A small, low-profile fire pit with clear fire glass media on an outdoor patio.

Fire Pit Media: Lava Rock & Fire Glass

Explore the different types of fire pit media to create a custom burning display! 

Last Updated: May 2, 2024

What Is Fire Pit Media?

Fire pit media is essential for all gas fire pits because it helps create a natural flame appearance.  

If you use a gas fire pit burner without media, the flames will concentrate in certain areas. Media disperses the gas throughout the entire burner area, resulting in a robust and realistic flame presentation. Media also conceals your burner, creating a more streamlined look for your fire pit.  

There's a variety of fire media available, from traditional lava rock to contemporary fire glass and rustic log sets. Follow this in-depth guide to learn more about each media style and find the perfect finishing touch for your gas fire pit.  

wrench icon Pro Tip:

DO NOT use regular stones or river rocks in your gas fire pit. Regular stones may contain water that, once heated, will produce a build-up of steam, and cause the stones to explode.

How Much Media Do You Need?

Typically, with proper gas pressure, media should only cover your gas fire pit burner by 1 inch.  

Media placement varies depending on the burner. Be sure to check your owner's manual to determine the proper media amount and depth.  

For example, burners with raised jets, like the Torpedo or Bullet Burner, must have the jets exposed. Only cover the burner tube with media and leave the jets visible. Media can sit flush with the jets, or they can stick out a little above the media.  

Lava Rock Media

Lava rock is an organic material naturally formed from volcanic magma. As the magma cools, trapped gases burst through the surface, creating lava rock’s signature porous look.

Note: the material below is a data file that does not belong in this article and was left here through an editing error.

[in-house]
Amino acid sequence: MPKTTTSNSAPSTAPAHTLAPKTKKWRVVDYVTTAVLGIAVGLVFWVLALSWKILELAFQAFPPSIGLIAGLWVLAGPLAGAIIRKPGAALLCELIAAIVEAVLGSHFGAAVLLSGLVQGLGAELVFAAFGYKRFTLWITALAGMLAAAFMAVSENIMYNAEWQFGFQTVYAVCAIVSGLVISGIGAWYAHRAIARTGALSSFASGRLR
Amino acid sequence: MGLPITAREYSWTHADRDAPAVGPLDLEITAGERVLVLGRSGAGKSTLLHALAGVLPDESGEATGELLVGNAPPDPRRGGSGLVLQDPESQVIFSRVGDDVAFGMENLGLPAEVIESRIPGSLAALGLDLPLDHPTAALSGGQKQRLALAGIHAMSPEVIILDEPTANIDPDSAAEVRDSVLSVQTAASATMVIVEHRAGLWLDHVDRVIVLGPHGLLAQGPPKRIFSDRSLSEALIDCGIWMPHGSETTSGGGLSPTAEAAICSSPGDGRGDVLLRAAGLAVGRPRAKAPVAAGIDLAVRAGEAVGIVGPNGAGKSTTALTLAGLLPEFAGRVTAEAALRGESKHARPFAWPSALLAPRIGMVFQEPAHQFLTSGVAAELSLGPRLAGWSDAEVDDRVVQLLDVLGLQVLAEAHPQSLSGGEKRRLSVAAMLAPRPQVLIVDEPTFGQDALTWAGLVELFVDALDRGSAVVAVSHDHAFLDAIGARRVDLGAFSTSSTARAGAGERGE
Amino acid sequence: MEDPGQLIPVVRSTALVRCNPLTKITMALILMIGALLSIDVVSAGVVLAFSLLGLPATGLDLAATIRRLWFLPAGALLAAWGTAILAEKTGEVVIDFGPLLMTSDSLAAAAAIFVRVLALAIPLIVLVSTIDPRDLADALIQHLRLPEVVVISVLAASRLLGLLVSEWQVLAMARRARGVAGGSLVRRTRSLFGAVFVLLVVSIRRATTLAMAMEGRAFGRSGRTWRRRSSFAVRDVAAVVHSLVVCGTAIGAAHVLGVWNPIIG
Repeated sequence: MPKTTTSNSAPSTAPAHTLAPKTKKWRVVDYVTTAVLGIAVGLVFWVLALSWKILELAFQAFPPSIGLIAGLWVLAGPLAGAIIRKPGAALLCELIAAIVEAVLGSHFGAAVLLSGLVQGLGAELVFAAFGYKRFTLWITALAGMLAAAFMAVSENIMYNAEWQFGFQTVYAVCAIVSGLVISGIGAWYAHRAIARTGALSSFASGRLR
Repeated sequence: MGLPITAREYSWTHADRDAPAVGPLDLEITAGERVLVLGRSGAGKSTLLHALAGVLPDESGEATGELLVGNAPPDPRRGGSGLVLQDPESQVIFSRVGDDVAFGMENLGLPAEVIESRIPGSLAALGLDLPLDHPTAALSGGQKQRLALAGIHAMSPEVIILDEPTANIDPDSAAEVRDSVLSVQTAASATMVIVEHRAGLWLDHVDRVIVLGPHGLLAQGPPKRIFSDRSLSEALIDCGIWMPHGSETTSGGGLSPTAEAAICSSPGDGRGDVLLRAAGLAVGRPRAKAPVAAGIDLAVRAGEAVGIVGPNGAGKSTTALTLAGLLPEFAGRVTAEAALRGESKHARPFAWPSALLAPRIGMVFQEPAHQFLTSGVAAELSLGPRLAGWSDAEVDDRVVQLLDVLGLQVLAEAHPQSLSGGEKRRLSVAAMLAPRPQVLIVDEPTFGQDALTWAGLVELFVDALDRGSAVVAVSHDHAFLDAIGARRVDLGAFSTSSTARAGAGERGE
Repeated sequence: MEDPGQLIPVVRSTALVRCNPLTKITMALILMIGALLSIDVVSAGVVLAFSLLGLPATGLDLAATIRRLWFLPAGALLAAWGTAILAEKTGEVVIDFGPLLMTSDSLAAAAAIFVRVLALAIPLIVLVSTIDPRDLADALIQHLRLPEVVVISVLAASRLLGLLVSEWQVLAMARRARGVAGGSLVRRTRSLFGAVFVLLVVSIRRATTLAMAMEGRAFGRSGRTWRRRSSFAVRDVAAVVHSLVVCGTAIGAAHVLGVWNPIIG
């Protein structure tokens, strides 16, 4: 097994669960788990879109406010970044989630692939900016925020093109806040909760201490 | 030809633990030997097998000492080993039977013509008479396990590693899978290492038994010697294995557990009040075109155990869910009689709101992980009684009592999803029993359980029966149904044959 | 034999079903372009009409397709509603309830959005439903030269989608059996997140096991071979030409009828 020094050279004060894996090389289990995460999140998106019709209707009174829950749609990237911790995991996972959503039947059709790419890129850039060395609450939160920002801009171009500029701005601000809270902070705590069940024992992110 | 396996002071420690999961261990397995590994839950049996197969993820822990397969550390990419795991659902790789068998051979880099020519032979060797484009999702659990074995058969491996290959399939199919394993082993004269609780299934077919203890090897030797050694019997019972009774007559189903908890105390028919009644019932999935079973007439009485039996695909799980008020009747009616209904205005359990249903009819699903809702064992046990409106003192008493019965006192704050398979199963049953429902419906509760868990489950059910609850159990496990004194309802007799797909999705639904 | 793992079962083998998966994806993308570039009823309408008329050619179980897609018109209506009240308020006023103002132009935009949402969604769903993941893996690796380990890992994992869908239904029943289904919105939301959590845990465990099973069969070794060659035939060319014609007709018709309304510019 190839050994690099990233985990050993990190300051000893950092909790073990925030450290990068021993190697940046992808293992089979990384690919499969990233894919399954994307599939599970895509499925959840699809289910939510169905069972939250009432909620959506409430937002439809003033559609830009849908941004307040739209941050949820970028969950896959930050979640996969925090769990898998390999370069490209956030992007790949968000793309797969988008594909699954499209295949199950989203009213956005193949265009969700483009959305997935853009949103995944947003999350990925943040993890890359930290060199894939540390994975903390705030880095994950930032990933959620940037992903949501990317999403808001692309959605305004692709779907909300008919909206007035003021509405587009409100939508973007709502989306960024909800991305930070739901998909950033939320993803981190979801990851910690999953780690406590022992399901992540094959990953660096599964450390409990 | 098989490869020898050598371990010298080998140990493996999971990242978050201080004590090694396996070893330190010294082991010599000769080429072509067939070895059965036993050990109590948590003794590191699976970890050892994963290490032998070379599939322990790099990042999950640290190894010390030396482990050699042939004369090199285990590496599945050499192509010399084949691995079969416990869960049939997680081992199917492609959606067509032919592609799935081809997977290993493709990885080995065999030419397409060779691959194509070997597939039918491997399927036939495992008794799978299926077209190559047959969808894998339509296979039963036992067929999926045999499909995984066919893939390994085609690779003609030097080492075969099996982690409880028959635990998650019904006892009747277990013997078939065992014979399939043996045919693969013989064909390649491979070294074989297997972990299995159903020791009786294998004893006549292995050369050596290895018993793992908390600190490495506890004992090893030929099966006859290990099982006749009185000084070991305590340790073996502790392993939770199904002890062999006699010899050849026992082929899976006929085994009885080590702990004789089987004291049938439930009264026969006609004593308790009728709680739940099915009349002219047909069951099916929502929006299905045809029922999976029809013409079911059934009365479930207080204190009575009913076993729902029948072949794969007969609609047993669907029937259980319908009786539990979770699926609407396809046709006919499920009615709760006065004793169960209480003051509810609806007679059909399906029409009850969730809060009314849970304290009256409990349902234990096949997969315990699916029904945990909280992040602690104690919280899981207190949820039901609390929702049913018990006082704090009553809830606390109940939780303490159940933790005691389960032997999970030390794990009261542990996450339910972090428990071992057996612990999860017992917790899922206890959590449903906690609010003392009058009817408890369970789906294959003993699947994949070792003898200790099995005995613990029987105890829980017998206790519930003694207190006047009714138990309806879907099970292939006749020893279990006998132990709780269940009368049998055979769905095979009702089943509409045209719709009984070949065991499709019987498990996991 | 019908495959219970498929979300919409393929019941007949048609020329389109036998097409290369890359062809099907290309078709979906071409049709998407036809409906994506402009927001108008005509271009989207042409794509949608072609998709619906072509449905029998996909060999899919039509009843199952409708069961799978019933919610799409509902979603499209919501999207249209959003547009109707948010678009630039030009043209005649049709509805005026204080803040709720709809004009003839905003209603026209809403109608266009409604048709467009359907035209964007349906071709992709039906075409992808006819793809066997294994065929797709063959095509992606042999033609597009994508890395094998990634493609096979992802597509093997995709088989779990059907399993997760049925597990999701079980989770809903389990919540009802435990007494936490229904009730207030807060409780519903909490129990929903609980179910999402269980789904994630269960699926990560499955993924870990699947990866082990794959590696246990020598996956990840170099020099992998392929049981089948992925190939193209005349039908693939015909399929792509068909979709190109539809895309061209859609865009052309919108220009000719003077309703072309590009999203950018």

Lava rock is completely fire safe, maintenance-free, and can withstand long-term exposure to high temperatures. Many homeowners also use lava rock as a base for more expensive fire media to save money.  

The size, shape, and color of lava rock varies from batch-to-batch. If you want to achieve a more uniform look for your fire pit, it's best to buy lava rock media in bulk up-front.  

How to Put Lava Rock in Your Gas Fire Pit

First, read through your fire pit installation manual to determine how much lava rock you need. Always wear a pair of sturdy outdoor gloves while handling lava rock to avoid cutting your hands.  

Pour the lava rock out onto the ground to remove any dust particles and separate the broken pieces. Extra dust can clog your burner system and negatively impact its performance.  

Pick up individual pieces of lava rock and place them into your fire pit. Start with the smaller pieces for the first layer, adding larger pieces on top as you go.

Using Lava Rock as a Base Layer for Other Media

Follow steps 1-2 above, but this time only fill the lava rock up 3/4 of the way.  

Top off your media bed with a layer of fire glass or river rocks.  

What to Do If Your Lava Rock Gets Wet

Lava rock is a porous material and easily absorbs water. If you turn your fire pit on high while the lava rock is wet, the water inside will boil. This can cause the lava rock to pop or potentially burst.  

Here’s what to do to use your fire pit safely if your lava rock is wet:  

Turn the fire pit on low for 15-30 minutes. This will safely burn off any water (If you live in a naturally humid area, you may need more time).  

Once the fire pit has been on long enough for the lava rock to dry, slowly turn the gas up to adjust your flame height.  

Keep Your Gas Fire Pit Covered

One way to prevent your media from getting wet is to keep your fire pit covered when not in use. Covering your fire pit also prevents unnecessary damage from daily exposure to the elements.  

In some cases, not using a cover may even void the warranty of your burner. If possible, you can always store your fire pit away during the winter or off-season to keep it safe from harsh weather conditions.  

Make sure your fire pit is cool to the touch before covering; otherwise, the cover may melt and ruin the burner.  

Fire Glass Media

Fire glass is colored-infused tempered glass. Tempering is a process that increases the strength of glass through heating and quickly "quenching," or cooling, the glass. Certain chemical processes also create tempered glass.  

Both processes create compression on the glass surface and tension inside. The result is glass that's four times stronger than un-tempered glass.  

Fire glass pieces undergo a tumbling and polishing process, removing sharp edges, and making them safe to handle. They can handle high-heat applications without discoloring, burning, melting, or producing toxic fumes. Fire glass also doesn't produce soot, ash, or smoke when used properly.